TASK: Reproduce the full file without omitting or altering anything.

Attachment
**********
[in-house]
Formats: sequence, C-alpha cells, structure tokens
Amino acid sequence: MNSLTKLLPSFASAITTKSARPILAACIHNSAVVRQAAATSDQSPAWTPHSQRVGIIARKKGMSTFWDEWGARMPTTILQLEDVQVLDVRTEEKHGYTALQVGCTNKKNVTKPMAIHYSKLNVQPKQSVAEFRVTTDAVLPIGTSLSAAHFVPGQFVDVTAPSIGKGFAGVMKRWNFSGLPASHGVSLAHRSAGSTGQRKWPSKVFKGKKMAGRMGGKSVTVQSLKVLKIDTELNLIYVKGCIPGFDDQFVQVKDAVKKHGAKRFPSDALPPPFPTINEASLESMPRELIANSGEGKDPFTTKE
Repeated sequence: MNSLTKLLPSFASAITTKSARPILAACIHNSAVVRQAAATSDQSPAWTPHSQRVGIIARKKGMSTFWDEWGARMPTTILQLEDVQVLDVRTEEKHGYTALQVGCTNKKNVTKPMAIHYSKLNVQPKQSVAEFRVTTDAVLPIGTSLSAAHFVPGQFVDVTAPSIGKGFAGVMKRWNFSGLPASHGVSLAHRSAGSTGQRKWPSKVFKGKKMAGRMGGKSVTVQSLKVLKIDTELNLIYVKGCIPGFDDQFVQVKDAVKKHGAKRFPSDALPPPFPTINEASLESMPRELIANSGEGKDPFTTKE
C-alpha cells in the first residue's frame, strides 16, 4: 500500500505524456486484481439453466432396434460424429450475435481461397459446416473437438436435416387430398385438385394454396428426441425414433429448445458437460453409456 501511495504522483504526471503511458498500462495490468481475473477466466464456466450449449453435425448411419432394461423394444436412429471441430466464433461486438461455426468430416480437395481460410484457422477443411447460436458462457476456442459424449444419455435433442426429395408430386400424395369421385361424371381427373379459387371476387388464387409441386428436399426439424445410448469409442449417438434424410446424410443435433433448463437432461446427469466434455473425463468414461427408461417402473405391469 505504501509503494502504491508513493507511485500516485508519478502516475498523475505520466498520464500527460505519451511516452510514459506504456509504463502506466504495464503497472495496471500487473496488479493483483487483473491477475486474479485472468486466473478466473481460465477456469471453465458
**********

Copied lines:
[in-house]
Formats: sequence, C-alpha cells, structure tokens
Amino acid sequence: MNSLTKLLPSFASAITTKSARPILAACIHNSAVVRQAAATSDQSPAWTPHSQRVGIIARKKGMSTFWDEWGARMPTTILQLEDVQVLDVRTEEKHGYTALQVGCTNKKNVTKPMAIHYSKLNVQPKQSVAEFRVTTDAVLPIGTSLSAAHFVPGQFVDVTAPSIGKGFAGVMKRWNFSGLPASHGVSLAHRSAGSTGQRKWPSKVFKGKKMAGRMGGKSVTVQSLKVLKIDTELNLIYVKGCIPGFDDQFVQVKDAVKKHGAKRFPSDALPPPFPTINEASLESMPRELIANSGEGKDPFTTKE
Repeated sequence: MNSLTKLLPSFASAITTKSARPILAACIHNSAVVRQAAATSDQSPAWTPHSQRVGIIARKKGMSTFWDEWGARMPTTILQLEDVQVLDVRTEEKHGYTALQVGCTNKKNVTKPMAIHYSKLNVQPKQSVAEFRVTTDAVLPIGTSLSAAHFVPGQFVDVTAPSIGKGFAGVMKRWNFSGLPASHGVSLAHRSAGSTGQRKWPSKVFKGKKMAGRMGGKSVTVQSLKVLKIDTELNLIYVKGCIPGFDDQFVQVKDAVKKHGAKRFPSDALPPPFPTINEASLESMPRELIANSGEGKDPFTTKE
C-alpha cells in the first residue's frame, strides 16, 4: 500500500505524456486484481439453466432396434460424429450475435481461397459446416473437438436435416387430398385438385394454396428426441425414433429448445458437460453409456 501511495504522483504526471503511458498500462495490468481475473477466466464456466450449449453435425448411419432394461423394444436412429471441430466464433461486438461455426468430416480437395481460410484457422477443411447460436458462457476456442459424449444419455435433442426429395408430386400424395369421385361424371381427373379459387371476387388464387409441386428436399426439424445410448469409442449417438434424410446424410443435433433448463437432461446427469466434455473425463468414461427408461417402473405391469 505504501509503494502504491508513493507511485500516485508519478502516475498523475505520466498520464500527460505519451511516452510514459506504456509504463502506466504495464503497472495496471500487473496488479493483483487483473491477475486474479485472468486466473478466473481460465477456469471453465458